It then gets more complicated, because some people also receive the State Second Pension, or Serps, which is the government’s earnings-related additional pension.
And there is also an additional means test that tops up the pensions of the less wealthy.
This additional amount is called the Pension Credit, or Minimum Income Guarantee. Those who qualify are guaranteed a weekly minimum £142.70 for a single person and £217.90 for couples.
But is it correct that not everyone gets these payments?
Yes. Your state pension depends on how long you have worked and the number of National Insurance qualifying years you have.
If you reached the state pension age on or after 6 April 2010, you need to have 30 qualifying years for a full basic state pension.
If you reached the pension age before April 2010, then a woman normally needed 39 qualifying years, and a man needed 44 qualifying years during a regular working life to get the full state pension.
If you are in a couple, and only one person in a couple qualifies for the basic state pension, then you can still receive top-up state pension payments of up to £64.40 a week by using one partner’s National Insurance record.
Currently, those aged 80 and over who do not qualify for a basic state pension because of an incomplete National Insurance record, can get a smaller pension as long as they fulfil factors such as residency requirements.
Pensions can be very complicated to administer and to understand
There seems to be quite a lot of paperwork there?
And there is more. The means test actually puts some people off the top-up they are entitled to.
An estimated 1.5 million people could claim the extra money through Pension Credit but are not doing so.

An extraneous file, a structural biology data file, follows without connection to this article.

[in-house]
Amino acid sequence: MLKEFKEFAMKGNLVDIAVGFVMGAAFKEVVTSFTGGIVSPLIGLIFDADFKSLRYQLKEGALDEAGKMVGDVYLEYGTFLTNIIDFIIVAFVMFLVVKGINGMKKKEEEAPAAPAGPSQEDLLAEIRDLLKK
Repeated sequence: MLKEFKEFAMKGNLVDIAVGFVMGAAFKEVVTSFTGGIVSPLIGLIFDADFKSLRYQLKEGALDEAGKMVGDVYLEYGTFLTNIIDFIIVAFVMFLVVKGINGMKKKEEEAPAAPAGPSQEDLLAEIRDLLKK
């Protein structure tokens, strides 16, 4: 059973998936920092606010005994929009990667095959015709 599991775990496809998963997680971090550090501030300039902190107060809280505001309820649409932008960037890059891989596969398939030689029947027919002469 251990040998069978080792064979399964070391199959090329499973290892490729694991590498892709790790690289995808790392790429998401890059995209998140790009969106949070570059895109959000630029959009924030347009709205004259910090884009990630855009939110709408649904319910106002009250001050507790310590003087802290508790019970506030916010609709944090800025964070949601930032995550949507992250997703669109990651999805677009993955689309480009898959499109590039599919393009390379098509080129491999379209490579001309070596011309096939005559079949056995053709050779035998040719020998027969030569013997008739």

The government says this is all too complicated. It wants to make the system simpler – but it still will not be simple.
What do the latest proposals say?
The government has outlined proposals for a major overhaul of the system.
This aims to simplify the system by getting rid of all the means-tested sections entirely, for all those retiring from April 2016.
It plans to give a universal payment – of £144 a week at today’s prices – for all those who reach their state pension age and have 35 years of National Insurance contributions.
Those who start receiving a state pension before April 2016 will not be affected.
Who wins, if these changes happen?
Those who have built up quite big savings for their retirement could be better off. This is because these savings are considered, at present, in the means testing for Pension Credit.
A simple system means that it should be easier to explain why people need to save more – on top of the state pension – for their retirement years.
The self-employed, who have received a relatively small state pension, could also benefit. Those who have taken time out of work to care for children, or people with disabilities will have access to the enhanced single-tier pension.
The flat rate of £144 per week per person at today’s prices means that the actual level of payment will be higher than £144 and will depend on the level of inflation between now and then.
The government will want to get implementation right, to prevent confusion during the transfer between the current system and the new one.
Who loses and which aspects could prove controversial?
The timing will be significant.
For example, existing pensioners will remain in the old system, so they could be slightly worse off than new pensioners. In the long-term, those who are aged in their early 20s now may be worse off than they would have been under the current system.
There is also likely to be much discussion on whether a millionaire getting the same state pension as somebody on the breadline is fair or not, although this income would be taxed.